In mid June, four of us from the West Midlands went on a David Hembro Study Tour. The most remarkable thing about cycling in the Netherlands is the sheer number of cyclists:
Only a small minority of Dutch cyclists ride mountain/road bikes or wear helmets/Lycra. Despite the proportion of such sporty cyclists among the general population being higher in the Netherlands than the UK, they are swamped by the large number of people who use a bicycle to ride a couple of miles from A to B.
It's not the flatness of the Netherlands that encourages cycling (much of eastern England is just as flat) and certainly not the weather - it's often raining and the wind can be punishing. It's the way cyclists are separated from motor traffic, often onto to routes which are shorter than those taken by motorists.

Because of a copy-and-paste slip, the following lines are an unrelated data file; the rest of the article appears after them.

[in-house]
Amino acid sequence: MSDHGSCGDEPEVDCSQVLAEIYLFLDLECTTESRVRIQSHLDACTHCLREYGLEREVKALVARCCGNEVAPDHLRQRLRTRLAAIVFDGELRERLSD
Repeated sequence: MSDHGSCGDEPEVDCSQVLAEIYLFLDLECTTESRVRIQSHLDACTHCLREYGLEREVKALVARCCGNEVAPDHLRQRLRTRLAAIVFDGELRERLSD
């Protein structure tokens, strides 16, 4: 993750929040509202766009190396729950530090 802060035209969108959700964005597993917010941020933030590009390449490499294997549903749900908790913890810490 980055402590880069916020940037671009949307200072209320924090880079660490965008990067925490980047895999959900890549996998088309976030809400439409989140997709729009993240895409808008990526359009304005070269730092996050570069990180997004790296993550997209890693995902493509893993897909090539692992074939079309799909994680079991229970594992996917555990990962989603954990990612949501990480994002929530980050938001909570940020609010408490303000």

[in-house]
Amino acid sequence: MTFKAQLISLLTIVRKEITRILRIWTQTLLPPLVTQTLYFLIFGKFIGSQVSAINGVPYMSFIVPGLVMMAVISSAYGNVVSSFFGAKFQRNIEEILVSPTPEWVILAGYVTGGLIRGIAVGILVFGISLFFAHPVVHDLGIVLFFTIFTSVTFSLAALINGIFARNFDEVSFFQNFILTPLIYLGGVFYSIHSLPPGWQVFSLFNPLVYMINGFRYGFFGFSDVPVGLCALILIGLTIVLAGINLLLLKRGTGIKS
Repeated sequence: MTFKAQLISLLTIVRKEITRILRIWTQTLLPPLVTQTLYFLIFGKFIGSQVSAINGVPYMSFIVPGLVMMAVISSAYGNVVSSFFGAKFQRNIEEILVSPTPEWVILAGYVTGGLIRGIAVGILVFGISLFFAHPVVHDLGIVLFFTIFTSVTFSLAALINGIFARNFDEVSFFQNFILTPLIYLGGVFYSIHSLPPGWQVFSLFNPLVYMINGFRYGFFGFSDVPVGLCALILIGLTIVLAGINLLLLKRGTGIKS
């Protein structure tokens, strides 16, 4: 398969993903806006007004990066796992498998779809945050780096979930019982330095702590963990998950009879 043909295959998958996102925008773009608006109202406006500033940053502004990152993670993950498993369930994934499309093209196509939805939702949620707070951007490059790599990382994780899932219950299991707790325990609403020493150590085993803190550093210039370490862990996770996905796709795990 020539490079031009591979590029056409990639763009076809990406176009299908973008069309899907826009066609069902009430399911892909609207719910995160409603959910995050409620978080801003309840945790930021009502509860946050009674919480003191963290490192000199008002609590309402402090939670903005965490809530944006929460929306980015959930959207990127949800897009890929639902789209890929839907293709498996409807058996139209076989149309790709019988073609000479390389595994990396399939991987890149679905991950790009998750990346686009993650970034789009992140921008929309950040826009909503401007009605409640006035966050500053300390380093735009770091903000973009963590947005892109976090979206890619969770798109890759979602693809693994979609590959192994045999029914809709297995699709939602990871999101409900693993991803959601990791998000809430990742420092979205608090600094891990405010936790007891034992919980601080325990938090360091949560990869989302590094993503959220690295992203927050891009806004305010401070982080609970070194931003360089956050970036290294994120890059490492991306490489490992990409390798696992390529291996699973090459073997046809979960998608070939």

Back in the 1950's the streets of Coventry were full of cyclists. Then people bought cars in large numbers, just as they did in the Netherlands. Conditions on the roads got much worse for cycling. In the UK, and in many other countries, few good cycling facilities were built and cycle use declined dramatically. For reasons no-one seems to understand very well, the Dutch highway authorities built decent cycle facilities and so many car owners continue to use their bicycles for short journeys.
Dutch cycle path crossing a side road. Note priorities, footway and sight-lines.